The paper, “Procalcitonin is a valuable prognostic marker in ARDS caused by community-acquired pneumonia”, measured PCT levels in 22 patients to study its role in predicting the outcome of patients with ARDS caused by community-acquired pneumonia (CAP). It finds that non-surviving patients not only have higher levels of PCT at baseline, but also in the following days.
Lead author, Dr. Chieh-Liang Wu says, “Life threatening Acute Respiratory Distress Syndrome (ARDS) is commonly caused by severs community-acquired pneumonia (CAP). There is currently no single biomarker acting as an independent prognostic factor of ARDS due to CAP but high levels or persistent elevation of PCT in the patient’s blood is fatal.”
PCT is associated with an increased rate of evolution of septic shock, multi-organ dysfunction and mortality in intensive care patients admitted for severe CAP. PCT levels aid in differentiating the causes of inflammation and help guide prescription levels of antibiotics – particularly when attempting to reduce the patient’s total dosage. It can also predict bacteraemia and assess the severity of CAP in patients.
Dr. Wu adds, “Although there was no single biomarker that can act as a prognostic factor of ARDS, the present study shows that PCT can effectively evaluate and predict the severity of ARDS caused by CAP making it a valuable biomarker marker.”
Alina Boey | alfa
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Pan-European study on “Smart Engineering”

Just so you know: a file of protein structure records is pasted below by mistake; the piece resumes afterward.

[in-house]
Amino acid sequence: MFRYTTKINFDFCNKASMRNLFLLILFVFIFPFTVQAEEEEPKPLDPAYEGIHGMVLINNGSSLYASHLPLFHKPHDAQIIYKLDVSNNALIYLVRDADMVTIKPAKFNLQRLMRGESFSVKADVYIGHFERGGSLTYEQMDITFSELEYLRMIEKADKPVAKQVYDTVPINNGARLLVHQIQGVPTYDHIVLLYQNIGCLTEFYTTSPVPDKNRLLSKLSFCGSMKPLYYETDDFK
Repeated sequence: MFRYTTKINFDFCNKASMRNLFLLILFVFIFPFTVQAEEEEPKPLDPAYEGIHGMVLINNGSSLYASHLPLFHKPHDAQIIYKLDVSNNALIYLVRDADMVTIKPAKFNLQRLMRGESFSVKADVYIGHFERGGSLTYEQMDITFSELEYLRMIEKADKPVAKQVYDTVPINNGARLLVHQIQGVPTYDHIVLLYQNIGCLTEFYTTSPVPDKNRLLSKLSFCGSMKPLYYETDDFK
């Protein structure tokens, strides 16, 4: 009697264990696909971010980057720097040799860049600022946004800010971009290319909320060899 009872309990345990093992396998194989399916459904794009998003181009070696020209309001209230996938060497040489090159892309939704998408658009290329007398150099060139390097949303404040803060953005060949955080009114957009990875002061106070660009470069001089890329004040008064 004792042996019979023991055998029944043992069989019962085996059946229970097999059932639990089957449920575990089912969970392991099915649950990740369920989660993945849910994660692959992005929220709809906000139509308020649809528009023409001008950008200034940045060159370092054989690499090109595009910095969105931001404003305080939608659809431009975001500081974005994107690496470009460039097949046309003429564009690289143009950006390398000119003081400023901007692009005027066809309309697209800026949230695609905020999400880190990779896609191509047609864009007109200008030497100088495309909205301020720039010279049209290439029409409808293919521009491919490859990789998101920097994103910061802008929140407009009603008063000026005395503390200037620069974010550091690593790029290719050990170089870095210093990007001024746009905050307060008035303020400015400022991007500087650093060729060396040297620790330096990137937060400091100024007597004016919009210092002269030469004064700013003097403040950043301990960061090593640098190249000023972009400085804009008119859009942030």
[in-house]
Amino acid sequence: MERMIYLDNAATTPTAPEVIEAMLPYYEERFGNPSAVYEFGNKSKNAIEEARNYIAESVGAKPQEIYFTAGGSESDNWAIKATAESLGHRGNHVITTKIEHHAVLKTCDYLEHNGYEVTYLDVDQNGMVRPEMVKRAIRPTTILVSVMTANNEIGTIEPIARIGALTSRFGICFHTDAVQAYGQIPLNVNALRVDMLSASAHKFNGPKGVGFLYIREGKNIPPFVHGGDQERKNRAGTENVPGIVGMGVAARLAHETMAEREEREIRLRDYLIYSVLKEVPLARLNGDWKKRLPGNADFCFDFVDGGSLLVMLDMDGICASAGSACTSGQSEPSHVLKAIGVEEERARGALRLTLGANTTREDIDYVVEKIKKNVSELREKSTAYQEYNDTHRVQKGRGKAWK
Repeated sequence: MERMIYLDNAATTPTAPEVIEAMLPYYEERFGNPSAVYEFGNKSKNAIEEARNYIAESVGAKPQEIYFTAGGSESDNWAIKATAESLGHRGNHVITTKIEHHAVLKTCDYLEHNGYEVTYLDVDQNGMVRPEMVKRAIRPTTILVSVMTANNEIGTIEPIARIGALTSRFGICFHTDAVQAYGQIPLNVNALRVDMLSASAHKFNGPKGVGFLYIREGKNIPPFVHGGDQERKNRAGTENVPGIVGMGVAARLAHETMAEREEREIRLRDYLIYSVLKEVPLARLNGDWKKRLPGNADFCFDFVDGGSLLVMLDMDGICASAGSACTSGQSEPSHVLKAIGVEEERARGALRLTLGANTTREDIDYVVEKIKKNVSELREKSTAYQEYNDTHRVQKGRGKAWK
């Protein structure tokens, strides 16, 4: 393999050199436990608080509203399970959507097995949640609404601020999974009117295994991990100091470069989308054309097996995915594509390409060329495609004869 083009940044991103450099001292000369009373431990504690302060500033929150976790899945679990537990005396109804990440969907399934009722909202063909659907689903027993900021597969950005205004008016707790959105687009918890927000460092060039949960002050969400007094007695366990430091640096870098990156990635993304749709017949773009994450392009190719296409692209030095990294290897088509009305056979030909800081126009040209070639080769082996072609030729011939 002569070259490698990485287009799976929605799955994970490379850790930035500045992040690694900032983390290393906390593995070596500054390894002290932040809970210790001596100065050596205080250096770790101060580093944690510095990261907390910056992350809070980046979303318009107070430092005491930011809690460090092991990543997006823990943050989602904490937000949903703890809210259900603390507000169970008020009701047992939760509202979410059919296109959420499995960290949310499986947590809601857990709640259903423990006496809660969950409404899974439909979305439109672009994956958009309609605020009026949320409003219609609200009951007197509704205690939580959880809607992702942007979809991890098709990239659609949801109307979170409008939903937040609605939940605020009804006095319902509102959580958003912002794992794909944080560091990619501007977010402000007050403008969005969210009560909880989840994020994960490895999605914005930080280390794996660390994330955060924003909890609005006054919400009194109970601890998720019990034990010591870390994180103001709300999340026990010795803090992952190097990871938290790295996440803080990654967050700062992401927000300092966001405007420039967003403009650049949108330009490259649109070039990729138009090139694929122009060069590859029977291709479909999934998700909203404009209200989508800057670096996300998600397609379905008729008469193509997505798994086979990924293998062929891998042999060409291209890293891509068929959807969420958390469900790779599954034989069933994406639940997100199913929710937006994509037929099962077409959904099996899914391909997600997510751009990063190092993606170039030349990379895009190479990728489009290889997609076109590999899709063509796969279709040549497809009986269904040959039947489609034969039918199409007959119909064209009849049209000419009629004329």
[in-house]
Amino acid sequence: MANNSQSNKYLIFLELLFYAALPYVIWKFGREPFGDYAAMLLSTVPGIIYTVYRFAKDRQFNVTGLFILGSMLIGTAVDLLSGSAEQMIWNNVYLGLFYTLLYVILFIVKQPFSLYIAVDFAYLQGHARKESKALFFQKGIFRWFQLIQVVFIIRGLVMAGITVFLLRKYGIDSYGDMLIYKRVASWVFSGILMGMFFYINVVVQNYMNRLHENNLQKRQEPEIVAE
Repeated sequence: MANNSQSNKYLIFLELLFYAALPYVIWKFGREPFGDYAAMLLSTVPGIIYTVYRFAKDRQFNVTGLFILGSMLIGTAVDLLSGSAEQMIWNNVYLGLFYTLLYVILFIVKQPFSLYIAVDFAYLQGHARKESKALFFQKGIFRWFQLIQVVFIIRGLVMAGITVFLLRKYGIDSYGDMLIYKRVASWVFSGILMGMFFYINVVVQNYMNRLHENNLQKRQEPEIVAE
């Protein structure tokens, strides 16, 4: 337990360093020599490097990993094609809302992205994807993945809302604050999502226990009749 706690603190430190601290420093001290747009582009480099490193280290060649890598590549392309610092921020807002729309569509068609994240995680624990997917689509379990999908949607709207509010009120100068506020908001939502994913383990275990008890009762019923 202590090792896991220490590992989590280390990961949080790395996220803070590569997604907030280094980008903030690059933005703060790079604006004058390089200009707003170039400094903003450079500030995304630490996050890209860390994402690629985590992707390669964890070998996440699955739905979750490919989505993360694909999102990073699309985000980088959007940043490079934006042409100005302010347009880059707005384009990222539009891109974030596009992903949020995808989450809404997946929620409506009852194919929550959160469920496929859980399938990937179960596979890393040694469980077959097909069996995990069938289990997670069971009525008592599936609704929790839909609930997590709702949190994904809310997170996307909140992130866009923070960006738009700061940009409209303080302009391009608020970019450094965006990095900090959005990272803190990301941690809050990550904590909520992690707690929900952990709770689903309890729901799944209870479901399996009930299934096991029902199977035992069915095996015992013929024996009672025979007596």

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The Institute of Semiconductor Technology and the Institute of Physical and Theoretical Chemistry, both members of the Laboratory for Emerging Nanometrology (LENA), at Technische Universität Braunschweig are partners in a new European research project entitled ChipScope, which aims to develop a completely new and extremely small optical microscope capable of observing the interior of living cells in real time. A consortium of 7 partners from 5 countries will tackle this issue with very ambitious objectives during a four-year research program.
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Researchers at the Goethe University Frankfurt, together with partners from the University of Tübingen in Germany and Queen Mary University as well as Francis Crick Institute from London (UK) have developed a novel technology to decipher the secret ubiquitin code.
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Silicon nanosheets are thin, two-dimensional layers with exceptional optoelectronic properties very similar to those of graphene. Albeit, the nanosheets are less stable. Now researchers at the Technical University of Munich (TUM) have, for the first time ever, produced a composite material combining silicon nanosheets and a polymer that is both UV-resistant and easy to process. This brings the scientists a significant step closer to industrial applications like flexible displays and photosensors.
Silicon nanosheets are thin, two-dimensional layers with exceptional optoelectronic properties very similar to those of graphene. Albeit, the nanosheets are...
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